Many men feel the oppression of a long shadow hovering over them. Could be a strict father, or a successful older brother, a popular friend...

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Many men feel the oppression of a long shadow hovering over them. Could be a strict father, or a successful older brother, a popular friend, a demanding coach?

In the case of Mark Pickerel, it was Mark Lanegan who loomed mightily over his career and life for years. Lanegan is now partnered up with his buddy Greg Dulli as the Gutter Twins, and Pickerel — long a supporting player, as the drummer often literally in frontman Lanegan’s shadow — has struck out on his own.

The two musical Marks first met at Ellensburg High School, early ’80s. “I was terrified of Mark Lanegan,” Pickerel said the other night, at the bar of the Sorrento Hotel, a favorite haunt ever since a record-company executive first brought him here.

“I was a freshman, and [Lanegan] was a senior — he was a menacing creature in the hallway. I think he had a beard; he looked like a lumberjack.

“I was intimidated by Lanegan. He wasn’t even anyone I would look in the eye.”

Pickerel formed a friendship with Van Conner, whose older brother Gary Lee Conner had an impressive music collection. Lanegan came across a drum set (“I think it might have been from a drug deal,” Pickerel said), and recruited the Conners and Pickerel, who had formed their own cover band.

The first version of the Screaming Trees had Pickerel on vocals and Lanegan on drums — which lasted about a song. The untrained Lanegan couldn’t keep a beat, so he and Pickerel (who had played drums in marching bands for years) traded places. Within a few years the Screaming Trees had invaded Seattle and become one of the town’s big grunge bands.

Lanegan and Kurt Cobain became friends, and decided to record an album. Pickerel played drums on four Cobain-Lanegan songs that would eventually surface on a Lanegan solo album “The Winding Sheet” (“Down in the Dark” and a cover of Leadbelly’s “Where Did You Sleep Last Night”) and, years later, the Nirvana boxed set (“Grey Goose” and “Ain’t It a Shame”).

Pickerel says Cobain and Lanegan were both leery of being perceived as the leader of their short-lived collaboration. As a result, Pickerel felt his input and ideas were valued more than with the Screaming Trees, where he was frustrated that his opinions fell on deaf ears.

“My fantasy was to ride off into the sunset with Nirvana,” Pickerel said. “And it almost occurred — about six months before Kurt Cobain died, he was talking about doing the next [Nirvana] album with different drummers — Dan Peters, Dale Crover, Dave Grohl and me — each on a few songs.”

Back on the Screaming Trees front, just as Lanegan’s band approached a major-label deal, Pickerel grew tired of his opinions and input being ignored, and quit the band. “I had to do it, mentally and emotionally,” he said.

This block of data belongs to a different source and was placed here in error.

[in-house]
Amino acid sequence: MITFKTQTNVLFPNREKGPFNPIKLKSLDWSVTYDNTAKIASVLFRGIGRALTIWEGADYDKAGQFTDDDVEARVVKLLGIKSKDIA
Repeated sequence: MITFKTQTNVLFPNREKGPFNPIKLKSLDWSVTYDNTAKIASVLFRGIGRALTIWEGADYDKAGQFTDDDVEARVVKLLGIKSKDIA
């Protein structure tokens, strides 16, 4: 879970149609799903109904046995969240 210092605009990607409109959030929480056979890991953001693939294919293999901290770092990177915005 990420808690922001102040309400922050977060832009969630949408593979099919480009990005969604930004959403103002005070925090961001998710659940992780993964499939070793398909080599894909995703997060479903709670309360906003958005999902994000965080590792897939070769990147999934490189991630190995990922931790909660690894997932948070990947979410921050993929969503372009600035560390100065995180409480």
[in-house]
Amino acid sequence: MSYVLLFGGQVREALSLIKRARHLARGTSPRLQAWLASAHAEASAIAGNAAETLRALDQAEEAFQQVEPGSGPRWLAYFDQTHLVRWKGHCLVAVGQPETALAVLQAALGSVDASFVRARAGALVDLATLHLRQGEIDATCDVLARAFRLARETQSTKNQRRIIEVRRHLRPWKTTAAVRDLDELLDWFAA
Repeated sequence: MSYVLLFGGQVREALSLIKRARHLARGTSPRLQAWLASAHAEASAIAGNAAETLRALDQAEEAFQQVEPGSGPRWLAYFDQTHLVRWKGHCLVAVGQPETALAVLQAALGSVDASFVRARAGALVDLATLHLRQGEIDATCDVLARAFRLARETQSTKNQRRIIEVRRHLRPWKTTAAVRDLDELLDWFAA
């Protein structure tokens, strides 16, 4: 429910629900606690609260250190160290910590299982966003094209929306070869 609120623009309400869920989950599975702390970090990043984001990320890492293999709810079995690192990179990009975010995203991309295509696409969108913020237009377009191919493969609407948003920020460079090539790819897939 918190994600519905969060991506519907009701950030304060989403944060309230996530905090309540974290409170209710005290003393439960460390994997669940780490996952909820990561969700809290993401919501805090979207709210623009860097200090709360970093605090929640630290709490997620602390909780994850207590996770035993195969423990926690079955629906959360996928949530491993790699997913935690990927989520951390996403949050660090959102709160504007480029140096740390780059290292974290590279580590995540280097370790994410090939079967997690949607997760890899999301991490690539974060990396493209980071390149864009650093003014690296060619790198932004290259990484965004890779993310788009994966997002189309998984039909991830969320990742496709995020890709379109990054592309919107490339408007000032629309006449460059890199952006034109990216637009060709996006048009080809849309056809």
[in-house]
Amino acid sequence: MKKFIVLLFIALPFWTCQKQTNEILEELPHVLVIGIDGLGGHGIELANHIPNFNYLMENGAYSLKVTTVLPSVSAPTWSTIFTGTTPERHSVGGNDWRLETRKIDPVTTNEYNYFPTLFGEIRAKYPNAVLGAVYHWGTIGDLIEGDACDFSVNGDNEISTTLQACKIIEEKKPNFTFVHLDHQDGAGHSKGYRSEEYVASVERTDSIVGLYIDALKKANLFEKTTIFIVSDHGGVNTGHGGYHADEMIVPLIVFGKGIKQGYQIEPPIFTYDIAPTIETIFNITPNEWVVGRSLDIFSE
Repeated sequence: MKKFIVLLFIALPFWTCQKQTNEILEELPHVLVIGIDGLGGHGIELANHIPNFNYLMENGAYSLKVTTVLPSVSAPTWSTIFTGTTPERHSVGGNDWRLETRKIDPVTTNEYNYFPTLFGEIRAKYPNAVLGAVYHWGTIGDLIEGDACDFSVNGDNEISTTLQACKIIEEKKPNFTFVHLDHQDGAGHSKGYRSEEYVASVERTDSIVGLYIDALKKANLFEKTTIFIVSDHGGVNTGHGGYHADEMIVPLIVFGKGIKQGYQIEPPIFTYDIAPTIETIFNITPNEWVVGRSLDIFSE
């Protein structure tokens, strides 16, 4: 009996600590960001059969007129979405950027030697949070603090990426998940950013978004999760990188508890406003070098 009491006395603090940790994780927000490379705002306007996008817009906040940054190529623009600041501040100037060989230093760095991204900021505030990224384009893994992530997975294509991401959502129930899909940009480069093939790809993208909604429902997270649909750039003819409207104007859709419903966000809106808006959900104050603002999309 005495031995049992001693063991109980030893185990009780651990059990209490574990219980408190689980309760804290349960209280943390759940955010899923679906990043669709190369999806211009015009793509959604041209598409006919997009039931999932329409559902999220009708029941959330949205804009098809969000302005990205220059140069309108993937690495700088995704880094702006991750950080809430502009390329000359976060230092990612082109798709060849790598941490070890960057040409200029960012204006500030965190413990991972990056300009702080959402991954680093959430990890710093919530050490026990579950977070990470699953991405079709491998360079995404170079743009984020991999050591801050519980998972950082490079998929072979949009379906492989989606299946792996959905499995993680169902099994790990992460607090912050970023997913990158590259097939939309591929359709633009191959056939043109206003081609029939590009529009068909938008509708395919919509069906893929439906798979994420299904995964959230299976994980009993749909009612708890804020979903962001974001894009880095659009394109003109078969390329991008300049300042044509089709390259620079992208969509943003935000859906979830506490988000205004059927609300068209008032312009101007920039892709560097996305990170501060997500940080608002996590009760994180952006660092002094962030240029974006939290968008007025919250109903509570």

He returned to Ellensburg, where he started a record store. All along, he has been a pretty in-demand drummer, recording with Neko Case and Brandi Carlile, and touring with the Dusty 45s.

In 2006, Pickerel steeled himself, and — braced for comparisons to the Screaming Trees — wrote his own songs and sang lead on an album. The respected Bloodshot Records (Neko Case, Ryan Adams, Bobby Bare Jr., etc.) released “Snake in the Radio,” which received generally favorable reviews. (Amazon.com: “This gem of a solo debut by early Screaming Trees drummer Mark Pickerel offers one surprise after another.”)

Pickerel’s fears were unnecessary, as no one really held it up against the Trees’ work — it was too far removed from grunge. Pickerel says the influences for his solo work are folks like the Mills Brothers, Sam Cooke, Lee Hazelwood and Nick Cave — although he has stopped listening to Hazelwood and Cave, again fearful of comparisons and overt influences.

Pickerel appears calm, cheerful and relatively clean cut, wearing sideburns, a vague Elvis hairstyle and denim jacket. Cool on the outside, though in the coming weeks, he will become a father for the first time and launch his second album, “Cody’s Dream” (Bloodshot again).

Don Yates of KEXP, who liked Pickerel’s first album, recently reviewed the successor as “a more confident and stylistically diverse set of noirish roots-rock that brings a broader range of psych-rock, western swing, soul, folk-rock and other influences to his dark, stylish blend of spaghetti western and Lee Hazlewood.”

“Cody’s Dream” is indeed bold and playful in its musical choices, though not straying too far from alt-country borders. “It’s a lot harder to be a guy about to turn 40 and try to front a hard rock band,” Pickerel said, wryly.

He and his band (the Praying Hands) launch “Cody’s Dream” at the Tractor Tavern on Saturday (9:30 p.m., $10).

On the new album, Pickerel again shows he has found his own, distinct voice. With, perhaps, one exception …

Told that he sounds a little like Lanegan on the title song, Pickerel gives a slight nod. “Someone else told me that,” he said. “In a way, it would make sense, because when I wrote it, lyrically my mind was in the early ’80s — it’s about a kid trying to ride the coattails of a band out of town …

“It wouldn’t surprise me if Lanegan seeped into that.”

Tom Scanlon: tscanlon@seattletimes.com